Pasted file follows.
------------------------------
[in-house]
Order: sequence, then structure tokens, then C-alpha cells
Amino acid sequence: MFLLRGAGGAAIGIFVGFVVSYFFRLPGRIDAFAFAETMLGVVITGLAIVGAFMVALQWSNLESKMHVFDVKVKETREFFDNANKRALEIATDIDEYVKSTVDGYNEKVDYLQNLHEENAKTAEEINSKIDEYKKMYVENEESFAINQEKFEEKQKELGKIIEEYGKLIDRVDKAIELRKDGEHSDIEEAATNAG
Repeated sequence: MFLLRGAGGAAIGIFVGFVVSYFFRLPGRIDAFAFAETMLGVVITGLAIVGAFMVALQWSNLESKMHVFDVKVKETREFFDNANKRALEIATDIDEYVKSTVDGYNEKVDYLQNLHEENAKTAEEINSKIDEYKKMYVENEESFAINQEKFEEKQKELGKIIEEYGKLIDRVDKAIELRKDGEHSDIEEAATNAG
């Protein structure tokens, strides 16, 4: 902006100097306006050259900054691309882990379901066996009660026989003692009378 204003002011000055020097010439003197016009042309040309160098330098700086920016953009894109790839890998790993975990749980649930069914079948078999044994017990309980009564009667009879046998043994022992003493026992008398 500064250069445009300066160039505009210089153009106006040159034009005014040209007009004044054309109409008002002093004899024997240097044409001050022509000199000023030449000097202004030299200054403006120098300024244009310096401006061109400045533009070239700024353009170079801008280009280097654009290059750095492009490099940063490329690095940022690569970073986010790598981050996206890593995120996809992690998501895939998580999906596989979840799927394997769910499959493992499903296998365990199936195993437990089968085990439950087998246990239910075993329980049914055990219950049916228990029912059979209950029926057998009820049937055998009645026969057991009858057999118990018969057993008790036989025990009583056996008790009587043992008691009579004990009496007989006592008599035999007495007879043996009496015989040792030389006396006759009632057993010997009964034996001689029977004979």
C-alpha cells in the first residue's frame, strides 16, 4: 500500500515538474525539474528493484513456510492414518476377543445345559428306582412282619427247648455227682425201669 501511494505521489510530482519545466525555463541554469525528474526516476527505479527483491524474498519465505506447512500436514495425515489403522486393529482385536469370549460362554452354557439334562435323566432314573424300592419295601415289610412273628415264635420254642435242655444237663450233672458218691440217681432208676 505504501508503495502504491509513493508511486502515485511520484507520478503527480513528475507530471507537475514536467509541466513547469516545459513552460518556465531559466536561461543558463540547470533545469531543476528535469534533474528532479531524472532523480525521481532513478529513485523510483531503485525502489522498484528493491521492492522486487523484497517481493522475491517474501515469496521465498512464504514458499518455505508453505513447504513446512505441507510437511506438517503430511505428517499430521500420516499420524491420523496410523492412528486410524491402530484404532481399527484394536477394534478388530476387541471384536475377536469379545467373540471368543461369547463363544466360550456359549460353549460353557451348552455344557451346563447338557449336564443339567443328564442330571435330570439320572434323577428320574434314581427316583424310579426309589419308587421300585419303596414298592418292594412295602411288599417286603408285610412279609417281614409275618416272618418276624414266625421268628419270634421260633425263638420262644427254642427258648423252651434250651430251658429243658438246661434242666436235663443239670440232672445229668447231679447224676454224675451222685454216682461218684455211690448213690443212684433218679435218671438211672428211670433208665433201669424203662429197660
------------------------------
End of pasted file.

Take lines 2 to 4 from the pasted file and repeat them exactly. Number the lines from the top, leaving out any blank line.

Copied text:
Order: sequence, then structure tokens, then C-alpha cells
Amino acid sequence: MFLLRGAGGAAIGIFVGFVVSYFFRLPGRIDAFAFAETMLGVVITGLAIVGAFMVALQWSNLESKMHVFDVKVKETREFFDNANKRALEIATDIDEYVKSTVDGYNEKVDYLQNLHEENAKTAEEINSKIDEYKKMYVENEESFAINQEKFEEKQKELGKIIEEYGKLIDRVDKAIELRKDGEHSDIEEAATNAG
Repeated sequence: MFLLRGAGGAAIGIFVGFVVSYFFRLPGRIDAFAFAETMLGVVITGLAIVGAFMVALQWSNLESKMHVFDVKVKETREFFDNANKRALEIATDIDEYVKSTVDGYNEKVDYLQNLHEENAKTAEEINSKIDEYKKMYVENEESFAINQEKFEEKQKELGKIIEEYGKLIDRVDKAIELRKDGEHSDIEEAATNAG